#374 Nehemiah: Build on Strength™

May 22, 2024 

The vision of Nehemiah to rebuild the wall required a variety of strengths to accomplish. Nehemiah recognized that he did not have all the strengths needed to accomplish the task—he needed a team. He was a great leader but Nehemiah was not capable of doing all that was needed for the building of the wall and community. This included casting vision, strategic thinking, administration, craftsmanship, technical skills, teaching, etc. Serving leaders recognize that there’s no such thing as a well-rounded leader, but there are well-rounded teams. Nehemiah models how serving leaders build teams based on strengths.   

Serving Leaders Build on Strength by acknowledging different roles    

The physical rebuilding needed people who could carry stones, those who were capable of doing masonry work, others skilled in timber and iron construction for the doors, etc. Beyond the construction of the wall, the story of his leadership also demonstrates a wide variety of tasks and roles including goldsmiths and merchants (3:31), guards (4:16), those who blew the trumpet (4:18), messengers (6:3), musicians (7:1, 12:27), keepers of the storerooms, gatekeepers (7:1; 11:21), leaders in charge of different areas (7:2, 70; 11:1, 11;  12:7-8; 15:16), teachers (8:4-8), temple servants (11:21), and priests and Levites (12:1-7). Nehemiah acknowledged all these roles as necessary for achieving the vision. The people doing menial tasks were as essential to the work as the person blowing the trumpet.  

Some leaders see their leadership role as critical but don’t appreciate the person who answers the phone or the one who cleans the floor. But serving leaders recognize that all tasks, even the menial ones, are vital to accomplishing the vision.  They verbally appreciate the role of each member of the team and acknowledge that the different strengths are all necessary.    

Serving Leaders Build on Strength by aligning work with passion  

In the building of the wall there were certainly times when people worked in areas outside of their strength. The job needed to be done! But Nehemiah also deliberately assigned tasks that would align with passion.  One example, “Above the Horse Gate, the priests made repairs, each in front of his own house” (Nehemiah 3:28, NIV). 

Nehemiah strategically placed people to build the wall that was close to their own homes. He knew that they would be more energized to do the work that was near to their heart! He was aligning their work with their passion. Some leaders assign tasks with little thought to whether the person will enjoy doing the work. But serving leaders look not only at ability for a task but passion. They recognize that someone may be very capable of performing a role, but not energized by doing it. Serving leaders look for ability combined with passion.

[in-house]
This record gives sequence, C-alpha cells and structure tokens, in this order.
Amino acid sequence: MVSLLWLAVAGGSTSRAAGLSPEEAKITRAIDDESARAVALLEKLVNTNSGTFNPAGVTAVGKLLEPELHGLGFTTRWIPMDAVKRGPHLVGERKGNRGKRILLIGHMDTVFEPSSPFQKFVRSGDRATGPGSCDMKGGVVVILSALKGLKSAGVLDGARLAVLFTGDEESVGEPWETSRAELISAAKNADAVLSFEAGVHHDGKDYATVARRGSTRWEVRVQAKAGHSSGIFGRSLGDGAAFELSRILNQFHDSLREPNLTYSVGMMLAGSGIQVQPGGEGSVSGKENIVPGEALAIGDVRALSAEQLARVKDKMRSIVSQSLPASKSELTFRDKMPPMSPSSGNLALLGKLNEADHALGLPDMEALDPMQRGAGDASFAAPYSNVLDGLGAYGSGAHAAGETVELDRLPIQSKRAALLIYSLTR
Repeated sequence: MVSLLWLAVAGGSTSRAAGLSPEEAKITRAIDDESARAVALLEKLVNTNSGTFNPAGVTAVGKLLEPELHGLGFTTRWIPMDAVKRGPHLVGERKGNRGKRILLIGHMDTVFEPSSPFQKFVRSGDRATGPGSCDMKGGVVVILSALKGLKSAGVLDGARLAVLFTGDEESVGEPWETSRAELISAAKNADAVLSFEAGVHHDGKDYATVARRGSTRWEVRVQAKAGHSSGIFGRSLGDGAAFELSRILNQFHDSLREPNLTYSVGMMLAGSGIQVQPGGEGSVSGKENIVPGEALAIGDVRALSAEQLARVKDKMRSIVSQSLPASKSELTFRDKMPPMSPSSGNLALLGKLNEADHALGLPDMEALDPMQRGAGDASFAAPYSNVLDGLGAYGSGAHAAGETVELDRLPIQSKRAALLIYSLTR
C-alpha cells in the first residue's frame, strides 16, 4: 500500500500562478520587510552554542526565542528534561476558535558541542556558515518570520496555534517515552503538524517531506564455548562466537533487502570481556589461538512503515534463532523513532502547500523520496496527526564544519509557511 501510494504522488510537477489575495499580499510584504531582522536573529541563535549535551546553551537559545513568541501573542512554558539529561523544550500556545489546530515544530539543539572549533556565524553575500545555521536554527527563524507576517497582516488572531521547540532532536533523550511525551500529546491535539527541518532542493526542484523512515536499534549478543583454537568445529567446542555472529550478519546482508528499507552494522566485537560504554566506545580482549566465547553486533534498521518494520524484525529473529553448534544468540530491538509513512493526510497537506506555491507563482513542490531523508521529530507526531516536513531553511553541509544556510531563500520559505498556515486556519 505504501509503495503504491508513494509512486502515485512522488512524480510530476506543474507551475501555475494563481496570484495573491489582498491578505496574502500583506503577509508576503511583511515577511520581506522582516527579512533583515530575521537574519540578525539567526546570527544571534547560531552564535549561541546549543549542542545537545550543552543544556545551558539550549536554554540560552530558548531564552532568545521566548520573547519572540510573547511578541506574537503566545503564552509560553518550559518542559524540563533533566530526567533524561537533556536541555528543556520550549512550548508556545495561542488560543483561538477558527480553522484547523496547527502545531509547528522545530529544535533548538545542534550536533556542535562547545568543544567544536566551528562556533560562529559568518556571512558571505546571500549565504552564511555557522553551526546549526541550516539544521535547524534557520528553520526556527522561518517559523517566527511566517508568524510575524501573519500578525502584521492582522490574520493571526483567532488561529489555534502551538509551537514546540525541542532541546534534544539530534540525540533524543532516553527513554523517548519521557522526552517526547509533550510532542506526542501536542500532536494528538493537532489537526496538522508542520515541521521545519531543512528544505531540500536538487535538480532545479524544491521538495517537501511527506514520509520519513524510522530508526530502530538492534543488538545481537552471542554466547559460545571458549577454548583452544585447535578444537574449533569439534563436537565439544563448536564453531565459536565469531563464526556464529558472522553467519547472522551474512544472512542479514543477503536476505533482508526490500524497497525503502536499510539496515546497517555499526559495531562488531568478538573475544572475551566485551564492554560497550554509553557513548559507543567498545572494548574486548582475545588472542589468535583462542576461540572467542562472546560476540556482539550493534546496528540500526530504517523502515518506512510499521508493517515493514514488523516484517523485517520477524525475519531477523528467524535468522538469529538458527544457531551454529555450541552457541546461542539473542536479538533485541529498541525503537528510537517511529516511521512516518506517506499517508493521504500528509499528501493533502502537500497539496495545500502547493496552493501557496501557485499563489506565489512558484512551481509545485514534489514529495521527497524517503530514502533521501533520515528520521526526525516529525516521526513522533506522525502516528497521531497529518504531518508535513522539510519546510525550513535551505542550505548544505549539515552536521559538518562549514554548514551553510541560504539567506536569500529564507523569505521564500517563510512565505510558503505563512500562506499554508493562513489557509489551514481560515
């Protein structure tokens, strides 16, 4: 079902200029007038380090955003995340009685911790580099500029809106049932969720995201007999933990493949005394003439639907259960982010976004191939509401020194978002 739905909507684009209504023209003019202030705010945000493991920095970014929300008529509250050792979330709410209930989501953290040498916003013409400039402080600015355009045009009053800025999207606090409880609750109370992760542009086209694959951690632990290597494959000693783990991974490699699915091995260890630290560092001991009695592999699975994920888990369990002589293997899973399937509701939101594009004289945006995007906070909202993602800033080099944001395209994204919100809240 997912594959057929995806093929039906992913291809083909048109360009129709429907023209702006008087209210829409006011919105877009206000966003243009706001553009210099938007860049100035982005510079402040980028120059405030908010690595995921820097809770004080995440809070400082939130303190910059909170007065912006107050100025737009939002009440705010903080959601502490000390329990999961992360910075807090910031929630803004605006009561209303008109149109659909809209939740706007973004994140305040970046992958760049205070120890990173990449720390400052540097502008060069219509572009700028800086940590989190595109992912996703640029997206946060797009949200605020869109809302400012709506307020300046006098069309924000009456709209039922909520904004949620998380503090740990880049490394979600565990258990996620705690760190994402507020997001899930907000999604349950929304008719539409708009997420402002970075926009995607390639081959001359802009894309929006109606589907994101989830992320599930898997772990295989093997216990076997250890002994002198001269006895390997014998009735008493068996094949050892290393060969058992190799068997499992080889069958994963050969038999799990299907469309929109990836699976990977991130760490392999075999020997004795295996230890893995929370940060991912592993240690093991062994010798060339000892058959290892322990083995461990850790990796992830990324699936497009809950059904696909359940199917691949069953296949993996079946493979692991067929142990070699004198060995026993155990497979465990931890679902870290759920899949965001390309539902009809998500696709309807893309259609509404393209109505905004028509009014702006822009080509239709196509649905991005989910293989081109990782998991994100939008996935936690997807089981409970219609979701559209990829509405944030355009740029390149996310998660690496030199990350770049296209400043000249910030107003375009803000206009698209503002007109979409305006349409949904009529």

Serving Leaders Build on Strength by applauding joint success  

Nehemiah worked hard and the wall was finally completed. Then they celebrated!  

At the dedication of the wall of Jerusalem, the Levites were sought out from where they lived and were brought to Jerusalem to celebrate joyfully the dedication with songs of thanksgiving and with the music of cymbals, harps and lyres (Nehemiah 12:27). The celebration included two choirs marching around the wall in different directions with sounds that were heard “far away”! Nehemiah applauded the work that the entire community had accomplished.  

Some leaders focus on the work, but never pause to celebrate. Or they focus on an individual accomplishment without acknowledging the work of the team. But serving leaders applaud success and find ways to celebrate the accomplishments of individuals and the team.  

For further reflection and discussion:  

  • How well do I know my own strengths and passions? Am I working to focus more of my time and energy on the things I do especially well?  
  • Do I see the tasks of each person, especially the menial ones, as vital to the success of our team? What have I done this week to affirm the value that each one brings to our team? 
  • When I see someone on my team doing a task well, do I assume that they have passion for that work, or do I inquire about their passion? Ask one or two of them, “If you do this all day long, do you go home energized or drained?” What do I learn from their response? How can I better align my team around passions? 
  • How well does our team celebrate success? What have we done recently that should be celebrated? What do I need to do to ensure that we have the celebration?   
  • Read the story of Nehemiah and reflect on other ways that he demonstrated this action, Build on Strength. Especially reflect on the story of their celebration in chapter 12. What do you observe from his life and in what way can you follow his example?     

Until next time, yours on the journey, 

Jon Byler 

In the next issue, we’ll examine how Nehemiah’s leadership empowered others and prepared for succession.  

Finally, as a free gift to you, Click Here to download one tool to help you put this action into practice in your organization.